Courtesy of the Daily Mail

Madison Hemings said very little about what his mother thought of his father, only that she “implicitly relied” on Jefferson’s promise. Hemings also said that he and his siblings “were the only children of [Jefferson’s] by a slave woman.” -Courtesy of Monticello.org

526: Sally Hemings

Thomas Jefferson’s Not-So-Secret Mistress

Born: 1773, The Colony of Virginia (Present-day Virginia, United States of America)

Died: 1835, Charlottesville, Virginia, United States of America

Sally was a slave; the half-sister and ladies’ maid of Thomas Jefferson’s wife, Martha Wayles Jefferson.

While DNA has definitively proved a link between Sally’s known children and someone from the male Jefferson family line; nearly infallibly proving their relationship, some naysayers still deny and insist the children belong to Jefferson’s brother. The truth will not be definitely determined unless there are far superior advancements in DNA sequencing and identifying. However, it should be noted that since 1802, historical documents have appeared throughout our nation’s history claiming the relationship between Sally and Thomas was in fact real. Thomas himself never recognized Sally or her children as his family, and his white descendants went on to deny that a relationship between them ever produced children.

Little is known of Sally’s early life. She arrived at Monticello as part of an inheritance founding father Thomas Jefferson received upon the marriage of Sally’s half-sister Martha. From a young age, Sally acted as a nursemaid to her own niece; though that relationship would not be what it is today. Sally may have been Martha’s sister, but because she was Mulatto, and enslaved, she was not seen as part of the family in the way we view family relationships in the modern day.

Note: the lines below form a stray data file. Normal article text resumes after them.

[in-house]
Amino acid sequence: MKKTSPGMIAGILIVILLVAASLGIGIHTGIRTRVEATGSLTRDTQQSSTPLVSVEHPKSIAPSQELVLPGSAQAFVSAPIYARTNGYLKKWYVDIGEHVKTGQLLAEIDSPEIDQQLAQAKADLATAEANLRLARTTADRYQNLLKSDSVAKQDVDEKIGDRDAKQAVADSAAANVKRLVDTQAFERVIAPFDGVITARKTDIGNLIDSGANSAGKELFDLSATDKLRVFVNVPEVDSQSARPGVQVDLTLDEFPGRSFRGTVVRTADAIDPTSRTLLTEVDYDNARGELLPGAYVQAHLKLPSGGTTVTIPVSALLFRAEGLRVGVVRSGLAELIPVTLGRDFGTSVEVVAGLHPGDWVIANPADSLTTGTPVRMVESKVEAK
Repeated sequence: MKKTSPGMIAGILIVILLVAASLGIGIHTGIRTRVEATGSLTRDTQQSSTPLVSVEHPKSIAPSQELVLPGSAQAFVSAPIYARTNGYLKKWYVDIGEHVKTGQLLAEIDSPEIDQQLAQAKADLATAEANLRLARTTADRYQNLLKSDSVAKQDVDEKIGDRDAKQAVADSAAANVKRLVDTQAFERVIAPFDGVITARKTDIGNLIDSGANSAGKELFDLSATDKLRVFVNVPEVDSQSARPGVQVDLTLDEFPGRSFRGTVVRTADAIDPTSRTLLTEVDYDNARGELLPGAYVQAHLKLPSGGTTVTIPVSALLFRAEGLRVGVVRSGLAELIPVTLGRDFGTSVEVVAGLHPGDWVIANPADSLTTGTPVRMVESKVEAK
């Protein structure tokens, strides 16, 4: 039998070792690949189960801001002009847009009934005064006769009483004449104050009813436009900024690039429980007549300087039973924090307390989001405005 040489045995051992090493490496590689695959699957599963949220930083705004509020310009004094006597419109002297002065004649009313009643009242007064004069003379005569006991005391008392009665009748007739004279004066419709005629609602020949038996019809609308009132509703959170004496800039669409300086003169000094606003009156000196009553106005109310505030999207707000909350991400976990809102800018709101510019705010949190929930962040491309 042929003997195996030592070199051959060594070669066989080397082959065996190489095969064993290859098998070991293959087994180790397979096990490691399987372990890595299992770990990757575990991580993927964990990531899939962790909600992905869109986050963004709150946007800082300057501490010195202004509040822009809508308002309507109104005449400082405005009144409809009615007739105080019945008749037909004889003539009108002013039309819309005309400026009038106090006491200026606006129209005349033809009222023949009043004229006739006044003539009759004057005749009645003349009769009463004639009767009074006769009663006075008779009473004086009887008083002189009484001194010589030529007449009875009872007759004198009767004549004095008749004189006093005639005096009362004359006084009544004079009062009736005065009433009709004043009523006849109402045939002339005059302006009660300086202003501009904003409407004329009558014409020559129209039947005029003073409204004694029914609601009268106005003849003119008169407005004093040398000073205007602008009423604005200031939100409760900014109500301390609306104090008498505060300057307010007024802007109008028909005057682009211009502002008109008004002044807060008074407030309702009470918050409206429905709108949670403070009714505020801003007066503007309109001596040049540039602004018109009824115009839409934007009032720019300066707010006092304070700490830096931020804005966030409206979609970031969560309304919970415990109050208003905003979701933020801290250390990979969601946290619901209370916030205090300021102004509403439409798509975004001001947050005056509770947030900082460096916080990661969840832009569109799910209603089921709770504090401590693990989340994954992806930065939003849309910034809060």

In the 1780’s, Sally was chosen to go to Paris to act as a lady’s maid to Thomas’s daughter Maria. While there, she learned to speak French and was taught needlework. It is not known if Sally was able to read or write in either English or French. She was also inoculated against smallpox while there. According to Madison, Sally’s son, Thomas made Sally his concubine while in France (Madison also claimed to be Thomas’s son, alongside his other siblings).

Over the course of his life, Jefferson freed all of Sally’s children (that may have been his children [her daughters in the 1820’s and her sons in his Will]) and Sally herself was “considered” free as well (though not legally so) thanks to an agreement Sally had made with Jefferson at the age of sixteen, before she agreed to come back from France. Sally agreed to return to slavery in Virginia when Thomas went back there in exchange for “extraordinary privileges” for herself and any children she would have some day. These facts are confirmed by the official Monticello website, the historical home of Thomas Jefferson (linked below).